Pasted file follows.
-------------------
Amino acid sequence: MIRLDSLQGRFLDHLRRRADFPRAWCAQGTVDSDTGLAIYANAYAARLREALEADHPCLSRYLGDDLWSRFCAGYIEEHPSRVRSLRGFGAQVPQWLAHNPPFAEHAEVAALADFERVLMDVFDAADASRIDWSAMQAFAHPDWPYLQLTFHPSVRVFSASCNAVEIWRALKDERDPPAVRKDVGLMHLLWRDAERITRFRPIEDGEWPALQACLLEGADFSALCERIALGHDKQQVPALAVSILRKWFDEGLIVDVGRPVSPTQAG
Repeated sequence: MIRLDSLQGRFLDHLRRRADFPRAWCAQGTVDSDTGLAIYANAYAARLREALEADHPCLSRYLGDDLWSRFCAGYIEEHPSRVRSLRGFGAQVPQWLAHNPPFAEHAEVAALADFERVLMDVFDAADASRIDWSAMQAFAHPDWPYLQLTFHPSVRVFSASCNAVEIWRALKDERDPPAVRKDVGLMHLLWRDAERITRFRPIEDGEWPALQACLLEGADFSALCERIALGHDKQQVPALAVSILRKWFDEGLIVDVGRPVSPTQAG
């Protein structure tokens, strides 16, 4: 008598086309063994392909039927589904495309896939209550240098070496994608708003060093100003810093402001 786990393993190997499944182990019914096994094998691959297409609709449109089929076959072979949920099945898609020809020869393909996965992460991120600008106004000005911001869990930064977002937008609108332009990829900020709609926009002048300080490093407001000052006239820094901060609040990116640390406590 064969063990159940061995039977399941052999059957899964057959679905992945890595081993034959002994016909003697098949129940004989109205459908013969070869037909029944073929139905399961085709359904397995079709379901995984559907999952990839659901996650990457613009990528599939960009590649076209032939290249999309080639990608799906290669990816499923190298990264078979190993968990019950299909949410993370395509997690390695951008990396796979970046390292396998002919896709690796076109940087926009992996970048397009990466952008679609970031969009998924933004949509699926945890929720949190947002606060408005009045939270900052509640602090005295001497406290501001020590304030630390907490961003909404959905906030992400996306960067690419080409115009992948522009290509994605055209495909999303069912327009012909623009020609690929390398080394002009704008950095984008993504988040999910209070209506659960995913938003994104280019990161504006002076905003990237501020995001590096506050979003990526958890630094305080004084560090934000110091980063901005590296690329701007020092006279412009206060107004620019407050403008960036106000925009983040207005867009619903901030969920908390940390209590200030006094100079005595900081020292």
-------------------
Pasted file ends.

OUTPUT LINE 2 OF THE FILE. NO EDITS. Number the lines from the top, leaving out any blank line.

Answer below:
Repeated sequence: MIRLDSLQGRFLDHLRRRADFPRAWCAQGTVDSDTGLAIYANAYAARLREALEADHPCLSRYLGDDLWSRFCAGYIEEHPSRVRSLRGFGAQVPQWLAHNPPFAEHAEVAALADFERVLMDVFDAADASRIDWSAMQAFAHPDWPYLQLTFHPSVRVFSASCNAVEIWRALKDERDPPAVRKDVGLMHLLWRDAERITRFRPIEDGEWPALQACLLEGADFSALCERIALGHDKQQVPALAVSILRKWFDEGLIVDVGRPVSPTQAG